Difference between revisions of "Advancement"

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# Non-PLC leadership positions start once the Scout has sat for a brief interview/discussion about the leadership position and understood and accepted the responsibilities of that position.  A leadership ''contract'' is then signed by the Scout and his parents.  The Scout's leadership position then starts.
 
# Non-PLC leadership positions start once the Scout has sat for a brief interview/discussion about the leadership position and understood and accepted the responsibilities of that position.  A leadership ''contract'' is then signed by the Scout and his parents.  The Scout's leadership position then starts.
 
# Summer leadership positions start after the Court of Honor and end before the August PLC retreat.  Scouts that desire to be active over the summer must request a leadership position from the Scoutmaster.
 
# Summer leadership positions start after the Court of Honor and end before the August PLC retreat.  Scouts that desire to be active over the summer must request a leadership position from the Scoutmaster.
# While we understand occasional schedule conflicts, consistent absence and/or leaving meetings early impacts your leadership, the troop, and detracts from the Scouting spirit. As a leader preparing to advance to the next rank, a key question you must be able to answer is "have you not only served in your leadership role for the required time period, but have you been active and engaged during this period with those you are leading?" One indicator of your active engagement is your record of attending meetings from start to finish. To help Scouts and Scoutmasters with this question, to strengthen our patrols, and to help Scouts learn to be accountable to each other, our Senior Patrol Leaders have begun taking roll. '''Scouts who are consistently absent or not attending the entire meeting will be asked to continue in their leadership position until the Scoutmasters overseeing the specific rank feel the leadership requirement has been adequately met.'''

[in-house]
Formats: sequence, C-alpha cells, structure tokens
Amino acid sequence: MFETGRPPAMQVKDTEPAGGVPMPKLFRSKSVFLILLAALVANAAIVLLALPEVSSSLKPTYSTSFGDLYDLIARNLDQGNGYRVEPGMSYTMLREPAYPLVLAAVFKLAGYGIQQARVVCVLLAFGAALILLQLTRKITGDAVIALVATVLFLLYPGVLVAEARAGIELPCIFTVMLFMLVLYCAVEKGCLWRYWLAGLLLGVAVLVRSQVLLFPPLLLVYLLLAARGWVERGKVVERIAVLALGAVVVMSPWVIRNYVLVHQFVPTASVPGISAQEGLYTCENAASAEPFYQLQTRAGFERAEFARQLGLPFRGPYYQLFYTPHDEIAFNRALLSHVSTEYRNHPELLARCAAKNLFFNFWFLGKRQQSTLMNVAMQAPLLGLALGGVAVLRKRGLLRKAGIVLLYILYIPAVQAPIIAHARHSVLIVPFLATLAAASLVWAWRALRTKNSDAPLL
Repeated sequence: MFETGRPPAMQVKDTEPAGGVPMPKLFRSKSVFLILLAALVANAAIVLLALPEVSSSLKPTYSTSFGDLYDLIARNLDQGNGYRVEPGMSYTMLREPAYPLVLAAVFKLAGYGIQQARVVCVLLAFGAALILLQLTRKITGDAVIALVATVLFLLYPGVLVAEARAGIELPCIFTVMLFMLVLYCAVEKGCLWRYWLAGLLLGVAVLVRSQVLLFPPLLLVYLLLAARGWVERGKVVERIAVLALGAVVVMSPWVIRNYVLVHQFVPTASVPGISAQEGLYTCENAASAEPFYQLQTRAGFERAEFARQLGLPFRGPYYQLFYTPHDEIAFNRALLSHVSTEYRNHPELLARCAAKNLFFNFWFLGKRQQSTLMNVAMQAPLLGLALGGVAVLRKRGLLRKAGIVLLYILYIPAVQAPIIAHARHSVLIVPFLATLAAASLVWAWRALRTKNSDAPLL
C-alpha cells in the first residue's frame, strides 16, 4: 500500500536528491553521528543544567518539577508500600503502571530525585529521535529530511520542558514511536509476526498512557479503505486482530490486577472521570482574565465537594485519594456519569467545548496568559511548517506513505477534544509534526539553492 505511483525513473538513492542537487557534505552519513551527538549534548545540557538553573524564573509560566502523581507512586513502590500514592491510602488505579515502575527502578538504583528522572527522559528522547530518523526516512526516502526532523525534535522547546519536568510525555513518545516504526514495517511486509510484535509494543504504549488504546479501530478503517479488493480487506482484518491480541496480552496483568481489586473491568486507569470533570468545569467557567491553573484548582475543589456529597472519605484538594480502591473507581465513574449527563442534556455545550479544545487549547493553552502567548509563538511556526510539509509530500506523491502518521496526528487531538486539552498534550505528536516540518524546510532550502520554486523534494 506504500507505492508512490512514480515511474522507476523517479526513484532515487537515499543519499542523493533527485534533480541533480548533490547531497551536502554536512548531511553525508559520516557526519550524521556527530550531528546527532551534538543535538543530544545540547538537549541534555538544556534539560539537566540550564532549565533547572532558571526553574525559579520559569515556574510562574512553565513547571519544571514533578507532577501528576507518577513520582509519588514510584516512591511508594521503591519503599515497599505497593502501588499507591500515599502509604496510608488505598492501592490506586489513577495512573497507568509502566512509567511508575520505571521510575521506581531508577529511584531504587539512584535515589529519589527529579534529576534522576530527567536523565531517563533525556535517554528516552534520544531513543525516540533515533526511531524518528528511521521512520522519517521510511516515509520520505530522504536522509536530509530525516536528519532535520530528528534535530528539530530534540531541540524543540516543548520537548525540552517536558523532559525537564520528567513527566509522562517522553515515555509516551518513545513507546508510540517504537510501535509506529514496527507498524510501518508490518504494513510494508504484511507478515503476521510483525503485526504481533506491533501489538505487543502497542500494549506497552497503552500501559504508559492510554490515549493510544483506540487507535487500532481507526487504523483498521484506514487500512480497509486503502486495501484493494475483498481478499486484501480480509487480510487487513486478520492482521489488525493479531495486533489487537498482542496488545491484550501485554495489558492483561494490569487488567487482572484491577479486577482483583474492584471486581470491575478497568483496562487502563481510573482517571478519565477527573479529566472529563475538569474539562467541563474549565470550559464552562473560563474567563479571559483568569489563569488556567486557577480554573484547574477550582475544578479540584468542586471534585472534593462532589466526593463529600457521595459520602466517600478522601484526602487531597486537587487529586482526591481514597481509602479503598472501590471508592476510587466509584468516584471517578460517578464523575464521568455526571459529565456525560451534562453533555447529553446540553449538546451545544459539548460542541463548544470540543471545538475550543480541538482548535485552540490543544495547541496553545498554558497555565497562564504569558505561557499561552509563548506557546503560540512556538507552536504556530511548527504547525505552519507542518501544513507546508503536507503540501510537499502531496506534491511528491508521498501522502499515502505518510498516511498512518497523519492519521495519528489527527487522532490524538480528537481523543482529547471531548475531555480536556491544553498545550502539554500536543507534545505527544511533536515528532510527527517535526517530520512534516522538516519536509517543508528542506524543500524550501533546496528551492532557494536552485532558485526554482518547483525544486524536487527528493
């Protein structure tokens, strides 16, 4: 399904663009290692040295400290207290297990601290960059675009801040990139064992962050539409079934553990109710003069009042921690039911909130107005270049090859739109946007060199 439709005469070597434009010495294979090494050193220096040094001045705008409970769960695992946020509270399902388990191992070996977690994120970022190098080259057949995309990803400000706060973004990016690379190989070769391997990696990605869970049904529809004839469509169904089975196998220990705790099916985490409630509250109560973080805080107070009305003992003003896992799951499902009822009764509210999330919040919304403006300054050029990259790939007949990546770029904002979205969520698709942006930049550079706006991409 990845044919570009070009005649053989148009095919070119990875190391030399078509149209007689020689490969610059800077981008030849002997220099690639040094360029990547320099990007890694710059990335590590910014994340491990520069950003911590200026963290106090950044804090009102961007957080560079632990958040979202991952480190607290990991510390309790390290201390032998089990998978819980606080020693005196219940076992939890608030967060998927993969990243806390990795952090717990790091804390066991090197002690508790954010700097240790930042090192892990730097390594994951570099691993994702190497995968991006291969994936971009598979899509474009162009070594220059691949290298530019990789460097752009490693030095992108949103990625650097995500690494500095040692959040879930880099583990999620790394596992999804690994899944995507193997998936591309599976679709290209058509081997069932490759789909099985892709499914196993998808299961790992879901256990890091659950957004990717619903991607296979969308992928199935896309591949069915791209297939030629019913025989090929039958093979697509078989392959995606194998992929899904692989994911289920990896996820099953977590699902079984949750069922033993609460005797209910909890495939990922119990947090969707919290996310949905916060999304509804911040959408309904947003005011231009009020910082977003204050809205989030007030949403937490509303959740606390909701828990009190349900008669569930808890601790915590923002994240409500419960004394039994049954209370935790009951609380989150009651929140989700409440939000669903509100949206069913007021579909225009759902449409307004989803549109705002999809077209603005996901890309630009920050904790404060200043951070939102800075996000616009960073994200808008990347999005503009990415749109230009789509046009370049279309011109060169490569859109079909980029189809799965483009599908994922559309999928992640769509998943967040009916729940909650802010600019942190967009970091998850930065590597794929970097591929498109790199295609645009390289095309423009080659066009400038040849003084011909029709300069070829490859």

+
# While we understand occasional schedule conflicts, consistent absence and/or leaving meetings early impacts your leadership, the troop, and detracts from the Scouting spirit. As a leader preparing to advance to the next rank, a key question you must be able to answer is "have you not only served in your leadership role for the required time period, but have you been active and engaged during this period with those you are leading?" One indicator of your active engagement is your record of attending meetings from start to finish. To help Scouts and Scoutmasters with this question, to strengthen our patrols, and to help Scouts learn to be accountable to each other, our Senior Patrol Leaders have begun taking roll. '''Scouts who are consistently absent or not attending the entire meeting will be asked to continue in their leadership position until the Scoutmasters overseeing the specific rank feel the leadership requirement has been adequately met.  Alternatively, the Scout may be removed from his position of leadership and assigned another once he starts attending meetings regularly.'''